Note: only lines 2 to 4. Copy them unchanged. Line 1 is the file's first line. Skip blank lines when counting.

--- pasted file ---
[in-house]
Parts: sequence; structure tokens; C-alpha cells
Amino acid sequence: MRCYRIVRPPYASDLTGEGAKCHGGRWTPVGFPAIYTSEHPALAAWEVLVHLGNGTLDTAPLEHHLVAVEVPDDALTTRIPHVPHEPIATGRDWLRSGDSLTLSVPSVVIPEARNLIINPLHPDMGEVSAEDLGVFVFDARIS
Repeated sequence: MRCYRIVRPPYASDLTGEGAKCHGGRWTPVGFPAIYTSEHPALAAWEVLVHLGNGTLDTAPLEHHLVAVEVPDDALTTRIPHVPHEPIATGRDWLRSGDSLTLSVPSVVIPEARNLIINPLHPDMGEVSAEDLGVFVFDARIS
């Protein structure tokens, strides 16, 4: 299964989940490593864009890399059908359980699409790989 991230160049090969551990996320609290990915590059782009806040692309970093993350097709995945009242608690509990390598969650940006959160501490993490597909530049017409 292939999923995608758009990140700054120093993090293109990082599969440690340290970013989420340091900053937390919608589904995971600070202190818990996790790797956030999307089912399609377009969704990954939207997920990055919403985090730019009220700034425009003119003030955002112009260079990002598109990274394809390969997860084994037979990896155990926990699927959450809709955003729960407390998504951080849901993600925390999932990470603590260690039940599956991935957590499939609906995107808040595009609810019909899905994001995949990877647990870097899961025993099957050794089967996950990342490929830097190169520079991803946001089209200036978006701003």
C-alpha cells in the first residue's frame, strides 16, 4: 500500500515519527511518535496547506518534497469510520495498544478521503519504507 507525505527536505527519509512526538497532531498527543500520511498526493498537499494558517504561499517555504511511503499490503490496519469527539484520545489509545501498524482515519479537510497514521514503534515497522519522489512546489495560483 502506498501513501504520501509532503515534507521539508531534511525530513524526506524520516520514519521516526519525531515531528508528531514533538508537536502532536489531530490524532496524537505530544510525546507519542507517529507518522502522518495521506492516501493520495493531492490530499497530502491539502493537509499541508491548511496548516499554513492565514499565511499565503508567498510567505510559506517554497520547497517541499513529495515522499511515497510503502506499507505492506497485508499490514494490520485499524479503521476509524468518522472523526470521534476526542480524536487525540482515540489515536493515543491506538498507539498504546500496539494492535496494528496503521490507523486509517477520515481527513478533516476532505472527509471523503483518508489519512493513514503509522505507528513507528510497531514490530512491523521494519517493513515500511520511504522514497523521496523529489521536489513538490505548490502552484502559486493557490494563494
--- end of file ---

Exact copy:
Parts: sequence; structure tokens; C-alpha cells
Amino acid sequence: MRCYRIVRPPYASDLTGEGAKCHGGRWTPVGFPAIYTSEHPALAAWEVLVHLGNGTLDTAPLEHHLVAVEVPDDALTTRIPHVPHEPIATGRDWLRSGDSLTLSVPSVVIPEARNLIINPLHPDMGEVSAEDLGVFVFDARIS
Repeated sequence: MRCYRIVRPPYASDLTGEGAKCHGGRWTPVGFPAIYTSEHPALAAWEVLVHLGNGTLDTAPLEHHLVAVEVPDDALTTRIPHVPHEPIATGRDWLRSGDSLTLSVPSVVIPEARNLIINPLHPDMGEVSAEDLGVFVFDARIS